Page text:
Australia Takes Facebook to Court Over Privacy Violations

Australia’s privacy regulator is taking Facebook to court over Cambridge Analytica. It could impose a fine of AUD$1.7 million (US$1.1 million) for every privacy violation.

“Facebook failed to take reasonable steps to protect those individuals’ personal information from unauthorised disclosure,” the Australian commissioner’s office said.

Big companies like Facebook need fines in the billions of dollars for them to start paying attention.

Utah is Now a Surveillance State Thanks to This Company

A surveillance company called Banjo has partnered with Utah state authorities to enable a dystopian panopticon.

The lofty goal of Banjo’s system is to alert law enforcement of crimes as they happen. It claims it does this while somehow stripping all personal data from the system, allowing it to help cops without putting anyone’s privacy at risk. As with other algorithmic crime systems, there is little public oversight or information about how, exactly, the system determines what is worth alerting cops to.

New App ‘MyPrivacy’ Gives You a VPN, Photo Vault, Password Manager, More

MyPrivacy is a new app from the makers of MyPermissions. It’s an all-in-one tool that gives you a VPN, password manager, private browser, photo vault, social permissions manager, and app lock. It requires a subscription of up to US$99/year. The privacy policy also looks decent. It mentions both “military-grade” and “NSA-grade” encryption, which likely refers to AES-256. There are certainly cheaper solutions out there but having everything in one app is convenient.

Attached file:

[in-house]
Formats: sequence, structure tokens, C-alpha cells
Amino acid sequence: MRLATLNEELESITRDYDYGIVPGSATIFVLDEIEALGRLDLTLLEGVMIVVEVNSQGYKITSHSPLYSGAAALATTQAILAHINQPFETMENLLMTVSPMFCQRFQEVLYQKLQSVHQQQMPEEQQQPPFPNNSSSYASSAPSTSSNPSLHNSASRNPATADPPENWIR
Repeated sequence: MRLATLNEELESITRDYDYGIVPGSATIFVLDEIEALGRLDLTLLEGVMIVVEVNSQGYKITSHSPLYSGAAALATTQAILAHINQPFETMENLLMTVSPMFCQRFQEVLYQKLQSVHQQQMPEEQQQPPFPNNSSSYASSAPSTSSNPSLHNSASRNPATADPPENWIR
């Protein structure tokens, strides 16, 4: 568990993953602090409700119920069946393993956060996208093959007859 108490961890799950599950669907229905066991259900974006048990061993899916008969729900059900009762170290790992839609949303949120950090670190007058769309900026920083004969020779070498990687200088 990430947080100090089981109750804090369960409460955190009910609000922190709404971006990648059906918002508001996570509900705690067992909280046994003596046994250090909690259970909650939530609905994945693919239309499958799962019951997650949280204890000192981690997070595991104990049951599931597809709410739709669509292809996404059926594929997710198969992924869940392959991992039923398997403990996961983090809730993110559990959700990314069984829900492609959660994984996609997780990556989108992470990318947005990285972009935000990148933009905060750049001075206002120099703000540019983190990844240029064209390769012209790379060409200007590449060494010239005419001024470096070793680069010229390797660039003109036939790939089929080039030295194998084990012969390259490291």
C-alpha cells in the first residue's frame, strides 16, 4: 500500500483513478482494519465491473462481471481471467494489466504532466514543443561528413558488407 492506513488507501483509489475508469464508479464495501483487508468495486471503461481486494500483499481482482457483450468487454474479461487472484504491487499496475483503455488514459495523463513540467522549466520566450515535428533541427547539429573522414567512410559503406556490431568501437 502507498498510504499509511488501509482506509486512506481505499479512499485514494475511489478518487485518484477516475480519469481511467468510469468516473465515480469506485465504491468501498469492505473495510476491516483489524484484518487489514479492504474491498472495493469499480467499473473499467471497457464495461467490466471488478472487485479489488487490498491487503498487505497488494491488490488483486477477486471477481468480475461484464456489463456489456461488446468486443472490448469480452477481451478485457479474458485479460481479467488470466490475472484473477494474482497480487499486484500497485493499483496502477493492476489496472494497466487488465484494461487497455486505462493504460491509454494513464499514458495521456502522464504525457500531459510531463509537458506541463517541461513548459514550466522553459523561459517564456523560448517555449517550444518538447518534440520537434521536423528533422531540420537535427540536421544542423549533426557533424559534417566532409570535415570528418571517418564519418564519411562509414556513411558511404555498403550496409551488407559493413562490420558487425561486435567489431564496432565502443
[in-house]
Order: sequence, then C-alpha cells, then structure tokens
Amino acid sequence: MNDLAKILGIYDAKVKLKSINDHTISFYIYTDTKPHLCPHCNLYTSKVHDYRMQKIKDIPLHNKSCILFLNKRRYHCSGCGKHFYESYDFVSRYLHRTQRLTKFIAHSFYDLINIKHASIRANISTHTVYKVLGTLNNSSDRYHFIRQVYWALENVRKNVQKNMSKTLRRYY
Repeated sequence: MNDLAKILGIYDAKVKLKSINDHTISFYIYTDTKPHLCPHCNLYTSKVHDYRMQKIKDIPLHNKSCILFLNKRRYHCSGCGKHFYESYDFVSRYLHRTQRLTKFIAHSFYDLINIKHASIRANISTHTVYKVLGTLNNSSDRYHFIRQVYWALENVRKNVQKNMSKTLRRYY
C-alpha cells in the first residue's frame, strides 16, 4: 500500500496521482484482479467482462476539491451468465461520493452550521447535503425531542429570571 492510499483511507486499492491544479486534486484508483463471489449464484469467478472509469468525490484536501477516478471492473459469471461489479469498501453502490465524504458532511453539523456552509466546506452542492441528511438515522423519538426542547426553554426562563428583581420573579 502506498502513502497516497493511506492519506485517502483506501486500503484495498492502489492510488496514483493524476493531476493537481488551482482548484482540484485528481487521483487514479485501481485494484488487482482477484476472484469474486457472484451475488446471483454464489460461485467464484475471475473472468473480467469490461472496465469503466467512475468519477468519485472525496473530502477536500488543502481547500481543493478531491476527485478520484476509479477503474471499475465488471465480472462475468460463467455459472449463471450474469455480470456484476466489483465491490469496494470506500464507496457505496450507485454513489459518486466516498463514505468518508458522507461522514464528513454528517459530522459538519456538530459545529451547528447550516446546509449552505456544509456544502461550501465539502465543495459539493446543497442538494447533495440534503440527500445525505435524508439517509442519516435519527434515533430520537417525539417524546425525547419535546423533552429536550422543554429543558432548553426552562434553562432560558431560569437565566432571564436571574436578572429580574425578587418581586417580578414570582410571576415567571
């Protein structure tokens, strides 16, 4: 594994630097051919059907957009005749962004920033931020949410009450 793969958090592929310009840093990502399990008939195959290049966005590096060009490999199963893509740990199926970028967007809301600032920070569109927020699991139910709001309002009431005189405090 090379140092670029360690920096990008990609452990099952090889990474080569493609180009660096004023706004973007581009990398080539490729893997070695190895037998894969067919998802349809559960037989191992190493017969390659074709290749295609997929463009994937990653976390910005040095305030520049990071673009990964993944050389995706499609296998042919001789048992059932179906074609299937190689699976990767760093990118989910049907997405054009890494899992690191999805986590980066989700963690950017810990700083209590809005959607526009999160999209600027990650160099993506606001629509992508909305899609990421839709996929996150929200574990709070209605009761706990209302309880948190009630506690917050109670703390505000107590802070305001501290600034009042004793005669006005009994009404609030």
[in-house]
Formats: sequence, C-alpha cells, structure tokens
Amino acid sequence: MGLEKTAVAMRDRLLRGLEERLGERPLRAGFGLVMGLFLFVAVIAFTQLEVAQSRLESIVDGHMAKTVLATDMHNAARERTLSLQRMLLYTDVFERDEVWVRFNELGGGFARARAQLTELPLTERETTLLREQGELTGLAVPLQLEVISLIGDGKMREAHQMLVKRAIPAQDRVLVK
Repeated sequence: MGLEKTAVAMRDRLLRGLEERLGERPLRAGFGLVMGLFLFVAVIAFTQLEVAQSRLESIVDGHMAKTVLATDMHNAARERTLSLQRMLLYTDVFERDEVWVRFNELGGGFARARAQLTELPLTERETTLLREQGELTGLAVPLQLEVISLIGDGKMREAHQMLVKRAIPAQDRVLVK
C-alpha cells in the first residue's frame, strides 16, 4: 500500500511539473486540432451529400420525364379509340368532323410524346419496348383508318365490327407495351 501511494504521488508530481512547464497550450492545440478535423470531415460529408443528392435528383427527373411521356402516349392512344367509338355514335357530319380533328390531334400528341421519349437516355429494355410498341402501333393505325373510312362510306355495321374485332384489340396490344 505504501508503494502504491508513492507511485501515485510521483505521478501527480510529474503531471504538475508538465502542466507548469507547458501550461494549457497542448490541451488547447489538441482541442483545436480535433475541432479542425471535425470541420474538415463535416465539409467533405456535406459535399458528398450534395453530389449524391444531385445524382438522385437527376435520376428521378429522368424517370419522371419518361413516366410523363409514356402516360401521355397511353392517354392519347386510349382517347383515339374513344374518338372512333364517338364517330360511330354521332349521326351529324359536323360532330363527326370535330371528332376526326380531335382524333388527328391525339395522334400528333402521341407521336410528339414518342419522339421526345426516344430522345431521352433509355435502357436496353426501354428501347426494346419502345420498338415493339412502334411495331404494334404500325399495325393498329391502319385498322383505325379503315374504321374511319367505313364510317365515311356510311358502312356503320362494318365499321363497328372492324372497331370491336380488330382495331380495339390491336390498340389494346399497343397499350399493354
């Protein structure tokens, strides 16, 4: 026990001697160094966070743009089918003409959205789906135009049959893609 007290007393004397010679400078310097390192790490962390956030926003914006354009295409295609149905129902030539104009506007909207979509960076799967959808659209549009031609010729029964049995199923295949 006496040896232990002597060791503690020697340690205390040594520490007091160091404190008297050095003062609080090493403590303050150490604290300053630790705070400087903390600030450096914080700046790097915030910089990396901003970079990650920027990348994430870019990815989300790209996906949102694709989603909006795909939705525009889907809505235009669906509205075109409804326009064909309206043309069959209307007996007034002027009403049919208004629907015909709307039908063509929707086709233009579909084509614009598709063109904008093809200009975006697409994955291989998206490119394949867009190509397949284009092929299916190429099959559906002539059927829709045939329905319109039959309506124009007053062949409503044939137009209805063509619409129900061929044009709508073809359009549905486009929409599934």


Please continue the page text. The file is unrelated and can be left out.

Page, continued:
When You Download Facebook Data, it Doesn’t Show Everything

Facebook isn’t being completely truthful about the data available in its “Download Your Information” feature. Some information is left out.

Privacy International recently tested the feature to download all ‘Ads and Business’ related information (You can accessed it by Clicking on Settings > Your Facebook Information > Download Your Information). This is meant to tell users which advertisers have been targeting them with ads and under which circumstances. We found that information provided is less than accurate. To put it simply, this tool is not what Facebook claims. The list of advertisers is incomplete and changes over time.

As Privacy International points out, this is in violation of GDPR because Facebook doesn’t let you see all of the advertisers that have your data.

Firefox Enables Encrypted DNS by Default

Starting today, Firefox will begin rolling out support for encrypted DNS over HTTPS for U.S.-based users.

We’re enabling DoH by default only in the US. If you’re outside of the US and would like to enable DoH, you’re welcome to do so by going to Settings, then General, then scroll down to Networking Settings and click the Settings button on the right. Here you can enable DNS over HTTPS by clicking, and a checkbox will appear.

You can choose between Cloudflare and NextDNS. As I mentioned in my roundup of DNS services, I’ve been using NextDNS for the past couple weeks and I love it.

Google Search Reveals Private WhatsApp Groups

Google indexes links to WhatsApp group invites that may be private, meaning people can find and join them.

Motherboard used a number of specific Google searches to find invite links to WhatsApp groups. Some of the groups appear to not be overly sensitive or for a particular audience. Many of the links on Google lead to groups for sharing porn.

But others appear to be catered to specific groups. Motherboard entered one WhatsApp group chat that described itself as being for NGOs accredited by the United Nations. After joining, Motherboard was able to see a list of all 48 participants and their phone numbers.